Blockchain technologies have the potential to add $1.76tn to the global gross domestic product (GDP) by 2030, according to analysis by professional services giant PwC.

In a new report, Time for trust: The trillion-dollar reason to rethink blockchain, PwC argued that the technology’s potential benefits for tracking, tracing and trust had significant economic value, and the technology should not simply be dismissed as part of the cryptocurrency ecosystem.

“Blockchain technology has long been associated with cryptocurrencies such as Bitcoin, but there is so much more that it has to offer, particularly in how public and private organisations secure, share and use data,” explained Steve Davies, global leader, blockchain and partner at PwC UK.

In particular, it highlights the widespread applications of the technology to rebuild the economy in the wake of the coronavirus pandemic.

“As organisations grapple with the impacts of the Covid-19 pandemic, many disruptive trends have been accelerated,” said Davies.

“The analysis shows the potential for blockchain to support organisations in how they rebuild and reconfigure their operations underpinned by improvements in trust, transparency and efficiency across organisations and society.”

2025: The blockchain tipping point to boost global GDP

Blockchain is beginning to be explored by a host of industries away from cryptocurrency, as its distributed ledger capabilities have widespread applications in areas such as supply chain management and smart contracts.

However, PwC predicts that 2025 will be the “tipping point” for at-scale adoption of blockchain, where it will begin to have a significant impact on GDP.

It has identified five areas with particular economic potential.

The most valuable is tracking and tracing of products and services, which provides transparency about the origin of goods and prevents fraud. Art, wine and food products are among the areas beginning to use blockchain for this purpose, but PwC estimates that this area could add $962bn global GDP.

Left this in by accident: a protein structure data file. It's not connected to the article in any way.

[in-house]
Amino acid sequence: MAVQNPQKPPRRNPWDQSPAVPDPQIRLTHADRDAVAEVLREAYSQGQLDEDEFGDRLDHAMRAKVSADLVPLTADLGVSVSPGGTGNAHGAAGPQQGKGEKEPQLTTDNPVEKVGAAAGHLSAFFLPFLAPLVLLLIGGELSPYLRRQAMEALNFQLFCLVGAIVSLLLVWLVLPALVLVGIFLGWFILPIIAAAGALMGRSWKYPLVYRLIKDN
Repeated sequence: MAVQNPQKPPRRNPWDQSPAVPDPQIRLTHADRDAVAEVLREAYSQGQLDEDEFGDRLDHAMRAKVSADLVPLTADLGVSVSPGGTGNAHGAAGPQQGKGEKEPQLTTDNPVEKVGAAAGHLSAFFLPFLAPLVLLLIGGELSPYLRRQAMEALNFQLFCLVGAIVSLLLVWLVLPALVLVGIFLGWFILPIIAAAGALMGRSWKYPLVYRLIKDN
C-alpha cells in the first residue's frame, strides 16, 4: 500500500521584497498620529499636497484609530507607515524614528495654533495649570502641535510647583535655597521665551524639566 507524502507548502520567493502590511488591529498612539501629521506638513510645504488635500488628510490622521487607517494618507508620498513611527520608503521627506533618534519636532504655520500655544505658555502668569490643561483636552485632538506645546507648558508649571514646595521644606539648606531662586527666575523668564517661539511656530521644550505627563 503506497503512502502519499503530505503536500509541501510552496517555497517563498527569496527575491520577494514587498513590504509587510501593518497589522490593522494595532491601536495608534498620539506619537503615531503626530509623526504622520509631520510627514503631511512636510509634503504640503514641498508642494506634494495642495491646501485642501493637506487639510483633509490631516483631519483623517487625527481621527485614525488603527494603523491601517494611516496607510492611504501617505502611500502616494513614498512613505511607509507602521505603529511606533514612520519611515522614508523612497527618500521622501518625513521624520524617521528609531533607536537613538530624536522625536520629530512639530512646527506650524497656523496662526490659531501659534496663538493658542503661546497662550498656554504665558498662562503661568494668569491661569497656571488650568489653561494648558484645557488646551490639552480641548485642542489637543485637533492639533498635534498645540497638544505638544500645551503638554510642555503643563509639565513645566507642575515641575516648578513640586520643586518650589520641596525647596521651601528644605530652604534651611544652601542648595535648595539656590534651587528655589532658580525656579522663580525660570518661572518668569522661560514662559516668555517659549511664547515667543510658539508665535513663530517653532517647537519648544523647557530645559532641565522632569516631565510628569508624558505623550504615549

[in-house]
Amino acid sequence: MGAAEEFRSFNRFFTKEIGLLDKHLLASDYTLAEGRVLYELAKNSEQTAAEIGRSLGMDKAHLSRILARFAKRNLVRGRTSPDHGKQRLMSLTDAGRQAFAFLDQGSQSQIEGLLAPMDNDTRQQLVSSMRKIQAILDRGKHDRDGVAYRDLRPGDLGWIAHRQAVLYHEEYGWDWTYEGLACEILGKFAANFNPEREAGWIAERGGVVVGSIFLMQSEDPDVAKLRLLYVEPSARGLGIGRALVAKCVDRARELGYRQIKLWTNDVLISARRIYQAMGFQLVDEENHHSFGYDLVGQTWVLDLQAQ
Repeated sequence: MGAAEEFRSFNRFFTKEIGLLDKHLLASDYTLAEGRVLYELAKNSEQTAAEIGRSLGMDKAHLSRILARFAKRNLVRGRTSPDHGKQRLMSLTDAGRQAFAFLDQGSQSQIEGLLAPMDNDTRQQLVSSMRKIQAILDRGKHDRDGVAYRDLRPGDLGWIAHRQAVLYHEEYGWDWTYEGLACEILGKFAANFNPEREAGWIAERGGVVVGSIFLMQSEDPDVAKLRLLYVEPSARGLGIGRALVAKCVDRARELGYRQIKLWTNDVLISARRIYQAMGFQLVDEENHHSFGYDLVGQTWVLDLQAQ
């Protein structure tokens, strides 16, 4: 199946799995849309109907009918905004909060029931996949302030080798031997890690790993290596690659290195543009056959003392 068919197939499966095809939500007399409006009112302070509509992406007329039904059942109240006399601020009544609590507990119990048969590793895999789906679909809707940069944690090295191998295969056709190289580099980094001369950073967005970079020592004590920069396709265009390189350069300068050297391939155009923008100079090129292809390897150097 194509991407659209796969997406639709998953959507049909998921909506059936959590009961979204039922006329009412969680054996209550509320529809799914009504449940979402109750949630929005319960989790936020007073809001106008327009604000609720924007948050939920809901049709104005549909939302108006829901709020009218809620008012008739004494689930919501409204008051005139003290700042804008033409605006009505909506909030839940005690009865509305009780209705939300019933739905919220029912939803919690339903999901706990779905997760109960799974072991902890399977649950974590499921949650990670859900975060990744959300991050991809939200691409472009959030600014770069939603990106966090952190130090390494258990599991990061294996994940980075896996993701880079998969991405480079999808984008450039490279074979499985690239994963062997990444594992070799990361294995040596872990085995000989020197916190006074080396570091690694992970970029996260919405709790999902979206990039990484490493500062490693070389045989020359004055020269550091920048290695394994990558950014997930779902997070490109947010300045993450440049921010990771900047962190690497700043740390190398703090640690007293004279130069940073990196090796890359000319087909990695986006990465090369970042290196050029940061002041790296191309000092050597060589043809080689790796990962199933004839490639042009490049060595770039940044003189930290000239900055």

Payments and financial services is the second most valuable area, with cross-border payments in particular being an area of high potential. The finance industry is beginning to explore this, including with the establishment of central bank digital currencies, but as a whole it could add $433bn.

Identity management to prevent fraud and identity theft, meanwhile has $244bn potential, while applying blockchain to contracts and dispute resolution could add $73bn to global GDP and customer engagement, including loyalty programmes, could add $54bn.

Some countries, however, would see more benefits from blockchain than others. China has the highest potential benefit, at $440bn, closely followed by the US at $407bn. Germany, Japan, France, India and the UK all have potential benefits of over $50bn.

Creating an environment for blockchain to thrive

Despite the benefits, blockchain can only succeed if the regulatory environment is supportive, business engagement is appropriate and its energy overhead is managed.

PwC advises that organisations consider new models to consolidate and share infrastructure, reducing their reliance on traditional data centres, while also making blockchain a central focus of future planning.

“One of the biggest mistakes organisations can make with implementing emerging technologies is to leave it in the realm of the enthusiast in the team,” said Davies.

“It needs C-Suite support to work, identify the strategic opportunity and value, and to facilitate the right level of collaboration within an industry.

“Given the scale of economic disruption organisations are dealing with currently, establishing proof of concept uses which can be extended and scaled if successful, will enable businesses to identify the value, while building trust and transparency in the solution to deliver on blockchain’s potential.”


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